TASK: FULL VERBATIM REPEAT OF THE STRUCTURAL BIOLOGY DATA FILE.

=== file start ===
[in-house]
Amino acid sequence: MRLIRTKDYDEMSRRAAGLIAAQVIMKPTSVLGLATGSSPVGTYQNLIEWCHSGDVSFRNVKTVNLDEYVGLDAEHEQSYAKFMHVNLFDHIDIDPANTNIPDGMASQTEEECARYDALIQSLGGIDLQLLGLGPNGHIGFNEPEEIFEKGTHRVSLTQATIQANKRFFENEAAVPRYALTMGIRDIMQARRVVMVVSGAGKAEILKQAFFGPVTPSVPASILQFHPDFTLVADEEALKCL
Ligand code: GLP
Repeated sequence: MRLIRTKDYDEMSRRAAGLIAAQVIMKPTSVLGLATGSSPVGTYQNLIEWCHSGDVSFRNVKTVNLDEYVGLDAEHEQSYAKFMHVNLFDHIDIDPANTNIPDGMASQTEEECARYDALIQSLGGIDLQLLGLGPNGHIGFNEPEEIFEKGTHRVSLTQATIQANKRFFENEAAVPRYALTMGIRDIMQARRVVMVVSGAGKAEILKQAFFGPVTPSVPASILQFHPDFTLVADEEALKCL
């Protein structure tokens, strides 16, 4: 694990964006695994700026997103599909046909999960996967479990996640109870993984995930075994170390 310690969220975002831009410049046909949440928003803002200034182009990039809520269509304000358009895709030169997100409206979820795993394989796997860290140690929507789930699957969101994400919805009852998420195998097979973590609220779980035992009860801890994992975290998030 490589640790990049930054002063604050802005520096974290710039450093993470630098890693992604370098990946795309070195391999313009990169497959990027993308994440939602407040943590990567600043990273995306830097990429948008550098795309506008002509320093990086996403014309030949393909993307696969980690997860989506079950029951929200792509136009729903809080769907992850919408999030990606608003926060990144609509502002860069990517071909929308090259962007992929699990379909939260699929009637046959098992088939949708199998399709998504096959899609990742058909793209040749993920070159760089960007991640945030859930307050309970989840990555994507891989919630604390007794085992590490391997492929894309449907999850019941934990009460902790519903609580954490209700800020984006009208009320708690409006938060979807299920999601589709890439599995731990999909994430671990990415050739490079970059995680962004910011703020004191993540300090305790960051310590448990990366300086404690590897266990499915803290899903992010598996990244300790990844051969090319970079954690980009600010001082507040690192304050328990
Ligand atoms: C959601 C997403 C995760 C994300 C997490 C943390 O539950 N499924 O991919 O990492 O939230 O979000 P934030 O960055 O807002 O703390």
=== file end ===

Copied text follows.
[in-house]
Amino acid sequence: MRLIRTKDYDEMSRRAAGLIAAQVIMKPTSVLGLATGSSPVGTYQNLIEWCHSGDVSFRNVKTVNLDEYVGLDAEHEQSYAKFMHVNLFDHIDIDPANTNIPDGMASQTEEECARYDALIQSLGGIDLQLLGLGPNGHIGFNEPEEIFEKGTHRVSLTQATIQANKRFFENEAAVPRYALTMGIRDIMQARRVVMVVSGAGKAEILKQAFFGPVTPSVPASILQFHPDFTLVADEEALKCL
Ligand code: GLP
Repeated sequence: MRLIRTKDYDEMSRRAAGLIAAQVIMKPTSVLGLATGSSPVGTYQNLIEWCHSGDVSFRNVKTVNLDEYVGLDAEHEQSYAKFMHVNLFDHIDIDPANTNIPDGMASQTEEECARYDALIQSLGGIDLQLLGLGPNGHIGFNEPEEIFEKGTHRVSLTQATIQANKRFFENEAAVPRYALTMGIRDIMQARRVVMVVSGAGKAEILKQAFFGPVTPSVPASILQFHPDFTLVADEEALKCL
């Protein structure tokens, strides 16, 4: 694990964006695994700026997103599909046909999960996967479990996640109870993984995930075994170390 310690969220975002831009410049046909949440928003803002200034182009990039809520269509304000358009895709030169997100409206979820795993394989796997860290140690929507789930699957969101994400919805009852998420195998097979973590609220779980035992009860801890994992975290998030 490589640790990049930054002063604050802005520096974290710039450093993470630098890693992604370098990946795309070195391999313009990169497959990027993308994440939602407040943590990567600043990273995306830097990429948008550098795309506008002509320093990086996403014309030949393909993307696969980690997860989506079950029951929200792509136009729903809080769907992850919408999030990606608003926060990144609509502002860069990517071909929308090259962007992929699990379909939260699929009637046959098992088939949708199998399709998504096959899609990742058909793209040749993920070159760089960007991640945030859930307050309970989840990555994507891989919630604390007794085992590490391997492929894309449907999850019941934990009460902790519903609580954490209700800020984006009208009320708690409006938060979807299920999601589709890439599995731990999909994430671990990415050739490079970059995680962004910011703020004191993540300090305790960051310590448990990366300086404690590897266990499915803290899903992010598996990244300790990844051969090319970079954690980009600010001082507040690192304050328990
Ligand atoms: C959601 C997403 C995760 C994300 C997490 C943390 O539950 N499924 O991919 O990492 O939230 O979000 P934030 O960055 O807002 O703390």